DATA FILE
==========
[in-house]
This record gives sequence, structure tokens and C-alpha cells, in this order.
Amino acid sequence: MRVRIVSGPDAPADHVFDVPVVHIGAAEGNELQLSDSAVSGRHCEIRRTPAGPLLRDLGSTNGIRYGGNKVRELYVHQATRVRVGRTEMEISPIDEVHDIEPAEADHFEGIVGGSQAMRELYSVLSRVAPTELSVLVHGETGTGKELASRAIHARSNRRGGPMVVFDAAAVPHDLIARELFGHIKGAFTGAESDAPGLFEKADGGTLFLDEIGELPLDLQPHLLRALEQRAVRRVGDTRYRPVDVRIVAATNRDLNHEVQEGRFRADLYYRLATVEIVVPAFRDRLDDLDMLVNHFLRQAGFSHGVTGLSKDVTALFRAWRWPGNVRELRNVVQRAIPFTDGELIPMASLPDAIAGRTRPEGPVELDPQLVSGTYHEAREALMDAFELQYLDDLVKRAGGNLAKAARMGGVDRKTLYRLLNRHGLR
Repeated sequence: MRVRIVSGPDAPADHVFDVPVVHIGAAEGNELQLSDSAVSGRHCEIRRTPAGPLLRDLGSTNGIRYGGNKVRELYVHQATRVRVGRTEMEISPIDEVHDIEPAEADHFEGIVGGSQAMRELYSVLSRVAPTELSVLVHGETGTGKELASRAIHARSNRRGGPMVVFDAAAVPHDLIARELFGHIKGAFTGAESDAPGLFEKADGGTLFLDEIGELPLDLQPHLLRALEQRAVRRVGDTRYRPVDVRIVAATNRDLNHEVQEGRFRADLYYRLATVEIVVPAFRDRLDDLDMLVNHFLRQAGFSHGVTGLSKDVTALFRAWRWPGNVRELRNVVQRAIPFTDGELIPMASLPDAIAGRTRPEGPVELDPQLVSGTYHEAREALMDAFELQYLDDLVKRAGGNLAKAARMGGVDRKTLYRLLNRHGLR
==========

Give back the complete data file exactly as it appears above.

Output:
[in-house]
This record gives sequence, structure tokens and C-alpha cells, in this order.
Amino acid sequence: MRVRIVSGPDAPADHVFDVPVVHIGAAEGNELQLSDSAVSGRHCEIRRTPAGPLLRDLGSTNGIRYGGNKVRELYVHQATRVRVGRTEMEISPIDEVHDIEPAEADHFEGIVGGSQAMRELYSVLSRVAPTELSVLVHGETGTGKELASRAIHARSNRRGGPMVVFDAAAVPHDLIARELFGHIKGAFTGAESDAPGLFEKADGGTLFLDEIGELPLDLQPHLLRALEQRAVRRVGDTRYRPVDVRIVAATNRDLNHEVQEGRFRADLYYRLATVEIVVPAFRDRLDDLDMLVNHFLRQAGFSHGVTGLSKDVTALFRAWRWPGNVRELRNVVQRAIPFTDGELIPMASLPDAIAGRTRPEGPVELDPQLVSGTYHEAREALMDAFELQYLDDLVKRAGGNLAKAARMGGVDRKTLYRLLNRHGLR
Repeated sequence: MRVRIVSGPDAPADHVFDVPVVHIGAAEGNELQLSDSAVSGRHCEIRRTPAGPLLRDLGSTNGIRYGGNKVRELYVHQATRVRVGRTEMEISPIDEVHDIEPAEADHFEGIVGGSQAMRELYSVLSRVAPTELSVLVHGETGTGKELASRAIHARSNRRGGPMVVFDAAAVPHDLIARELFGHIKGAFTGAESDAPGLFEKADGGTLFLDEIGELPLDLQPHLLRALEQRAVRRVGDTRYRPVDVRIVAATNRDLNHEVQEGRFRADLYYRLATVEIVVPAFRDRLDDLDMLVNHFLRQAGFSHGVTGLSKDVTALFRAWRWPGNVRELRNVVQRAIPFTDGELIPMASLPDAIAGRTRPEGPVELDPQLVSGTYHEAREALMDAFELQYLDDLVKRAGGNLAKAARMGGVDRKTLYRLLNRHGLR